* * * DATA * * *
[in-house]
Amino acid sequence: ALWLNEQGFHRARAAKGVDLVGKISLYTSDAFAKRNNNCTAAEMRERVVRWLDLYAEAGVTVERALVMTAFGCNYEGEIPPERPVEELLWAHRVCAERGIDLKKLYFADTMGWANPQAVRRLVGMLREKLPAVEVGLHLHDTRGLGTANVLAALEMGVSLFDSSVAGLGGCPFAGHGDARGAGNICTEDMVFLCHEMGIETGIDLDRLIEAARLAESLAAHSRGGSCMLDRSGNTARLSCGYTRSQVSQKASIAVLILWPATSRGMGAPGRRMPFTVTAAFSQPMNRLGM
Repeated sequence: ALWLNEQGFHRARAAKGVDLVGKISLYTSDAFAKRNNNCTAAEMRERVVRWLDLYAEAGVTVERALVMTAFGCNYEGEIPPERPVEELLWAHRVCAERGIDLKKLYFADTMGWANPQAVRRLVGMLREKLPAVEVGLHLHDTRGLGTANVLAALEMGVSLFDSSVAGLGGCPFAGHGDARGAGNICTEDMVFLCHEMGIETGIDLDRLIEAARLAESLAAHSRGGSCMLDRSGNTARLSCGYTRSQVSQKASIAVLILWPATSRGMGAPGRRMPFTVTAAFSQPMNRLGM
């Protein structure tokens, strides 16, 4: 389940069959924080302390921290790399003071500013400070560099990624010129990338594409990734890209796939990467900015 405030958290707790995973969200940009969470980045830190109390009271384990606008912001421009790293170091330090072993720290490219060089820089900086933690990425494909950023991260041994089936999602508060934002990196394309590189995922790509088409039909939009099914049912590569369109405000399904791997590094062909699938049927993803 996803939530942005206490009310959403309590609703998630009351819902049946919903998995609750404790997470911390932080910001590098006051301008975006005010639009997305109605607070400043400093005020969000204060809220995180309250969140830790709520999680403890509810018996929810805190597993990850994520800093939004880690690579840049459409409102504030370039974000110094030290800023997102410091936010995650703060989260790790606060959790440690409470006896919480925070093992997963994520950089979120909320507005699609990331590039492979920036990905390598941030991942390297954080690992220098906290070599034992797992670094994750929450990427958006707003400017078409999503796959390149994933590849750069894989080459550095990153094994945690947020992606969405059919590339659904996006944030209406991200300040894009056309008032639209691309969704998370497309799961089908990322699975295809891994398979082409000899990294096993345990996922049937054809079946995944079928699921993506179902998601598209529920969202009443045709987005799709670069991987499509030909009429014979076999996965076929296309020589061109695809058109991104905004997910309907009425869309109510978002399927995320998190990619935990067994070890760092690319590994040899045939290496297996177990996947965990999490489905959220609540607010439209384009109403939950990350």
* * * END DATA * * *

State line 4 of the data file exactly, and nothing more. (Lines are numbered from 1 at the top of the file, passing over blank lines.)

């Protein structure tokens, strides 16, 4: 389940069959924080302390921290790399003071500013400070560099990624010129990338594409990734890209796939990467900015 405030958290707790995973969200940009969470980045830190109390009271384990606008912001421009790293170091330090072993720290490219060089820089900086933690990425494909950023991260041994089936999602508060934002990196394309590189995922790509088409039909939009099914049912590569369109405000399904791997590094062909699938049927993803 996803939530942005206490009310959403309590609703998630009351819902049946919903998995609750404790997470911390932080910001590098006051301008975006005010639009997305109605607070400043400093005020969000204060809220995180309250969140830790709520999680403890509810018996929810805190597993990850994520800093939004880690690579840049459409409102504030370039974000110094030290800023997102410091936010995650703060989260790790606060959790440690409470006896919480925070093992997963994520950089979120909320507005699609990331590039492979920036990905390598941030991942390297954080690992220098906290070599034992797992670094994750929450990427958006707003400017078409999503796959390149994933590849750069894989080459550095990153094994945690947020992606969405059919590339659904996006944030209406991200300040894009056309008032639209691309969704998370497309799961089908990322699975295809891994398979082409000899990294096993345990996922049937054809079946995944079928699921993506179902998601598209529920969202009443045709987005799709670069991987499509030909009429014979076999996965076929296309020589061109695809058109991104905004997910309907009425869309109510978002399927995320998190990619935990067994070890760092690319590994040899045939290496297996177990996947965990999490489905959220609540607010439209384009109403939950990350």